The recent run of weeks with a few reversals is over now. However, the past two weeks have included a couple of decisions to affirm that have some controversial holdings by the Court.
Whisenant v. State involved an issue regarding attorney-client privilege. Appellant was convicted of three counts of forgery. One of the counts was first charged to another woman named Jane. Appellant called Jane’s attorney and said that she was the one that forged the check and then proceeded to ask what her liability for the crime could be. Jane’s attorney promptly provided this information to the prosecuting attorney’s office, which then dropped the charges against Jane. The issue on appeal arose when Jane’s attorney testified at trial that Appellant called him and confessed to the forgery. Appellant objected on the basis of attorney-client privilege and the trial court overruled because Appellant never hired Jane’s attorney. Although it is debatable whether there was a true intention to seek legal advice, the Court’s language in the decision was so broad to prevent standing to someone to assert attorney-client privilege if they do not hire the attorney. This decision has enormous ramifications. It is daily in the criminal defense world that persons charged with crimes consult with attorneys and admit their guilt prior to retaining the attorney for representation. It would be difficult for an attorney to advise the client of how they would handle the case or possible liability before being hired if the statements the client makes would be admissible in court. This decision is one in which the Court spent too little time refining the rationale for the decision, which could lead to catastrophic results for us in the real world.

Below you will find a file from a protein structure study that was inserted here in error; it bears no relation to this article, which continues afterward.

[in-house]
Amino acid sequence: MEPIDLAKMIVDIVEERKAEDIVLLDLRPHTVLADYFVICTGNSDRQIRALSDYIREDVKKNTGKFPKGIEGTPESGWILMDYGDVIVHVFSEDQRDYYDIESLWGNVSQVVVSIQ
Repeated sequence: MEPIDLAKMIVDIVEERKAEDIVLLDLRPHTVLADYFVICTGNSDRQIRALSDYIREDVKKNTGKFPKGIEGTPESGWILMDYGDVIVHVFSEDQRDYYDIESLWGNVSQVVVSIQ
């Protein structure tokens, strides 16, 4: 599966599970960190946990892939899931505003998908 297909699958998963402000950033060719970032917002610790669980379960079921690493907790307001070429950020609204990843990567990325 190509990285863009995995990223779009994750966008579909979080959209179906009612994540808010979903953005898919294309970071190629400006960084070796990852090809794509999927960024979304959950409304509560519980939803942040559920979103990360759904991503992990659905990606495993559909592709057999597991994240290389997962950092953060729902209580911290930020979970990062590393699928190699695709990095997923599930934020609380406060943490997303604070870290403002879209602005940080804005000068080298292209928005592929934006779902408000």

BTW how many attorneys would be willing to testify about a confession on a phone consultation? I sure wouldn’t and I can’t imagine that attorney gets much business after this gets out.
Also, in Jones v. State, the Court found that the Confrontation Clause was not violated by the admission of a lab report without the presence of the analyst because the analyst was not demanded in accordance with A.C.A. 12-12-313. Appellant argued that because the State had the analyst on their witness list that there was no need to demand her presence. The Court ruled that Appellant failed to demand the analyst’s appearance and waived any confrontation issues. I have to wonder if this was a ploy by the State to prevent Appellant from demanding the analysts presence or if they canceled her presence after no demand was made. Ultimately, would the analysts presence have made a difference? No. But it’s a lesson to all to make sure and always file a formal demand to cross-examine the analyst.